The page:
James Dean's Hometown Revels Without Pause in Fond Memory of Fairmount's Favorite Son

updated 10/15/1990 AT 01:00 AM EDT

originally published 10/15/1990 AT 01:00 AM EDT

At 5:45 P.M. on Sept. 30, 1955, James Dean was a 24-year-old actor with moody good looks and a promising future. Minutes later he was dead in a car wreck and on the way to becoming a legend.

His remarkable cultural status was reaffirmed again when nearly 30,000 old faithfuls, new fans and former chums of the actor gathered in Dean's hometown of Fairmount, Ind., for a weekend marking the 35th anniversary of his death. Deanophiles, some of whom had come from as far as Holland and Japan, watched floats, marching bands and a look-alike contest, haggled with T-shirt hawkers, visited the James Dean Gallery and his grave and listened to a speech by Dean's former high school drama coach, Adeline Nail, now 84. "I don't know of anyone who's been gone for 35 years and has that many people still following him," marveled the actor's first cousin, Marcus Winslow, who still lives in the 1904 farmhouse where the two grew up together.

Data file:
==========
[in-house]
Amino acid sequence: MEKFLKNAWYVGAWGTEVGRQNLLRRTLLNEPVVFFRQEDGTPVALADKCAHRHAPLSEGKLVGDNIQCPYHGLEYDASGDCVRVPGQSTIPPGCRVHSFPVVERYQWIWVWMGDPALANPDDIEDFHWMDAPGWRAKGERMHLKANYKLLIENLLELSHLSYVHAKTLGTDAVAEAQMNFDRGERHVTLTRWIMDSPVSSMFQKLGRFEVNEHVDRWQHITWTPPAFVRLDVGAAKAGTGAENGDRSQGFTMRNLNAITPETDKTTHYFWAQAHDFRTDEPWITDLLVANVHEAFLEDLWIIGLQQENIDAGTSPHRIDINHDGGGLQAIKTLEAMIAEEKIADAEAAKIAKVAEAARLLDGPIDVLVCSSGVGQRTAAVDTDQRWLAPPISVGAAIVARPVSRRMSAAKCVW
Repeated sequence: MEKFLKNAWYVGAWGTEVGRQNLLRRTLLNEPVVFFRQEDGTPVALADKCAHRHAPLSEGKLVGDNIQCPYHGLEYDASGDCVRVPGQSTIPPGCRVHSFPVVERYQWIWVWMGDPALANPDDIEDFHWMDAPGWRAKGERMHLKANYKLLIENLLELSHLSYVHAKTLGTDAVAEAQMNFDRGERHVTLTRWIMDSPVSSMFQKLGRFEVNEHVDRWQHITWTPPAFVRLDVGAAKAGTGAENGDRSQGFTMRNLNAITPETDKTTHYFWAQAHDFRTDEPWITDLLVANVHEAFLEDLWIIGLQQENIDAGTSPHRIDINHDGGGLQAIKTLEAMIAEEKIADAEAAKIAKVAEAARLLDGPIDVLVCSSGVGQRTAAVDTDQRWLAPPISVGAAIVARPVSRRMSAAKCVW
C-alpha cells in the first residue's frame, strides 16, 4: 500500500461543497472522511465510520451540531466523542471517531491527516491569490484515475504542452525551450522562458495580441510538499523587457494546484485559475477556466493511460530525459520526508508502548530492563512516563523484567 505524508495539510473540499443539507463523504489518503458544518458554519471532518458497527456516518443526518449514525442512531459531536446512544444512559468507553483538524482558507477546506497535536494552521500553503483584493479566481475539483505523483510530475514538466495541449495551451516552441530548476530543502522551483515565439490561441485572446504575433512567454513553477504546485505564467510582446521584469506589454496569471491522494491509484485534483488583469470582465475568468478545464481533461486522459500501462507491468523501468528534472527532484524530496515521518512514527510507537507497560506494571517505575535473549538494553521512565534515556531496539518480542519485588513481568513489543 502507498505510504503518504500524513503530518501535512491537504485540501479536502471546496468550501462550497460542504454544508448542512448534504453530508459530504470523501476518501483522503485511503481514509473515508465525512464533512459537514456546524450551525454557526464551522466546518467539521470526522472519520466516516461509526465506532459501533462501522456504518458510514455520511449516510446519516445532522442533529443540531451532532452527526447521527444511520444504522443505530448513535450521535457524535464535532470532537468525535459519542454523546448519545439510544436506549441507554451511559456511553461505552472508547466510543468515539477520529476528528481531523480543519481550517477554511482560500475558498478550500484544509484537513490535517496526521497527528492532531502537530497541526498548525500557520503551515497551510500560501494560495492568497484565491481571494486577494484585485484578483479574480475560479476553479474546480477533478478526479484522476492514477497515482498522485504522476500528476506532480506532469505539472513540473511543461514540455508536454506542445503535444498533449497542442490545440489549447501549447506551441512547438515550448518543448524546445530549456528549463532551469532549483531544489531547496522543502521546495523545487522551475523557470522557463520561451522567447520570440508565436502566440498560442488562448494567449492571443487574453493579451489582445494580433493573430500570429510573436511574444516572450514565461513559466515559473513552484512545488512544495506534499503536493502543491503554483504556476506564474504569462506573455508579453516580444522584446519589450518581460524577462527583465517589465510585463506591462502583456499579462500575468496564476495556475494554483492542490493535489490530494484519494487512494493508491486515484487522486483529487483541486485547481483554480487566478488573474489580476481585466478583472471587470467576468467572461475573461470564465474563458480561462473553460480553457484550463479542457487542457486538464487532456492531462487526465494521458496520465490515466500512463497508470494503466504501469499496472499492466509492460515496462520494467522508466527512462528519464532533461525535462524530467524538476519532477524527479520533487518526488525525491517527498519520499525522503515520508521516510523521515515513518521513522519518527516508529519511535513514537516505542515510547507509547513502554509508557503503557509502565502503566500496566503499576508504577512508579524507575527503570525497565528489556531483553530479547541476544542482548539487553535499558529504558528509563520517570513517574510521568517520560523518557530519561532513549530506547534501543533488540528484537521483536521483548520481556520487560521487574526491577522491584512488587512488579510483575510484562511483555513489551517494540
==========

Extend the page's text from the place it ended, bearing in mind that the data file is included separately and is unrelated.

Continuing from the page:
Dean, who was killed instantly when his speeding silver Porsche collided with another car near Cholame, Calif., made only three films before his death: East of Eden, released five months earlier; Giant, which he had finished working on just days earlier; and Rebel Without a Cause, which was about to open. Rebel, in which he played a brooding teenage loner, set the image that would endure for decades. At least for some. "I don't understand it," confessed Robert Pulley, 59, a former Dean high school buddy. "Jimmy was just a normal boy."

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